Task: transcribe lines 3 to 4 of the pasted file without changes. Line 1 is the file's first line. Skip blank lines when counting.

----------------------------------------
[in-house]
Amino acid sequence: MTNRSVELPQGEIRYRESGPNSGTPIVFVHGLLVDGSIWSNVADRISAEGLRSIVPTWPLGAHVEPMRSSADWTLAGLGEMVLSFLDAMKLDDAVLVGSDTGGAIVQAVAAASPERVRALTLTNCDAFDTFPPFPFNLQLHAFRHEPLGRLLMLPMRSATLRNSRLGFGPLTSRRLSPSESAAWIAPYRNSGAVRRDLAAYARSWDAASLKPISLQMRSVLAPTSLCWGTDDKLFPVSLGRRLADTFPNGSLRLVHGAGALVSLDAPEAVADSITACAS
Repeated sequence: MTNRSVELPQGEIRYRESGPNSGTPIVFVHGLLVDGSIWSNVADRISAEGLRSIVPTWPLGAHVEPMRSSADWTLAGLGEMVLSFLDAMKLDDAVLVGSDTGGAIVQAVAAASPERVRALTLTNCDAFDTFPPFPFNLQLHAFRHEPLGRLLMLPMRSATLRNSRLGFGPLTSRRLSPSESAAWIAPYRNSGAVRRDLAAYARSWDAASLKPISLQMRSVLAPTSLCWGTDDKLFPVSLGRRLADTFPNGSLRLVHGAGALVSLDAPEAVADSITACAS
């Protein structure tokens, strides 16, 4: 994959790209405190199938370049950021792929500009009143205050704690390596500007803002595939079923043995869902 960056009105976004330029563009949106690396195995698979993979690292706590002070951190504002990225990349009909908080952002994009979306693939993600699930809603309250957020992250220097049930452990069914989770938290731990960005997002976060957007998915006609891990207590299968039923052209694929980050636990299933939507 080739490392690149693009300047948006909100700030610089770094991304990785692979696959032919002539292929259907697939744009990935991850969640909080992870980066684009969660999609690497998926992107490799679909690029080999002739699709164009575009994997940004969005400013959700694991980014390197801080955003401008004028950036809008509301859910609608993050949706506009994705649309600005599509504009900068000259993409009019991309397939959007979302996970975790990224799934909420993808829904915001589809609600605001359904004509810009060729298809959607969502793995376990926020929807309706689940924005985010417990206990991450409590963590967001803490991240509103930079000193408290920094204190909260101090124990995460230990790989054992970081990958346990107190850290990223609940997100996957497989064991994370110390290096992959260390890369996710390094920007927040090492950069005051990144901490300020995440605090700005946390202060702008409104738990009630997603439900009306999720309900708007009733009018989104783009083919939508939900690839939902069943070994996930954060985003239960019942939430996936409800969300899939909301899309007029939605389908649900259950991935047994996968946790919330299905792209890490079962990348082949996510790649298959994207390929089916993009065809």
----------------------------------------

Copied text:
Repeated sequence: MTNRSVELPQGEIRYRESGPNSGTPIVFVHGLLVDGSIWSNVADRISAEGLRSIVPTWPLGAHVEPMRSSADWTLAGLGEMVLSFLDAMKLDDAVLVGSDTGGAIVQAVAAASPERVRALTLTNCDAFDTFPPFPFNLQLHAFRHEPLGRLLMLPMRSATLRNSRLGFGPLTSRRLSPSESAAWIAPYRNSGAVRRDLAAYARSWDAASLKPISLQMRSVLAPTSLCWGTDDKLFPVSLGRRLADTFPNGSLRLVHGAGALVSLDAPEAVADSITACAS
């Protein structure tokens, strides 16, 4: 994959790209405190199938370049950021792929500009009143205050704690390596500007803002595939079923043995869902 960056009105976004330029563009949106690396195995698979993979690292706590002070951190504002990225990349009909908080952002994009979306693939993600699930809603309250957020992250220097049930452990069914989770938290731990960005997002976060957007998915006609891990207590299968039923052209694929980050636990299933939507 080739490392690149693009300047948006909100700030610089770094991304990785692979696959032919002539292929259907697939744009990935991850969640909080992870980066684009969660999609690497998926992107490799679909690029080999002739699709164009575009994997940004969005400013959700694991980014390197801080955003401008004028950036809008509301859910609608993050949706506009994705649309600005599509504009900068000259993409009019991309397939959007979302996970975790990224799934909420993808829904915001589809609600605001359904004509810009060729298809959607969502793995376990926020929807309706689940924005985010417990206990991450409590963590967001803490991240509103930079000193408290920094204190909260101090124990995460230990790989054992970081990958346990107190850290990223609940997100996957497989064991994370110390290096992959260390890369996710390094920007927040090492950069005051990144901490300020995440605090700005946390202060702008409104738990009630997603439900009306999720309900708007009733009018989104783009083919939508939900690839939902069943070994996930954060985003239960019942939430996936409800969300899939909301899309007029939605389908649900259950991935047994996968946790919330299905792209890490079962990348082949996510790649298959994207390929089916993009065809």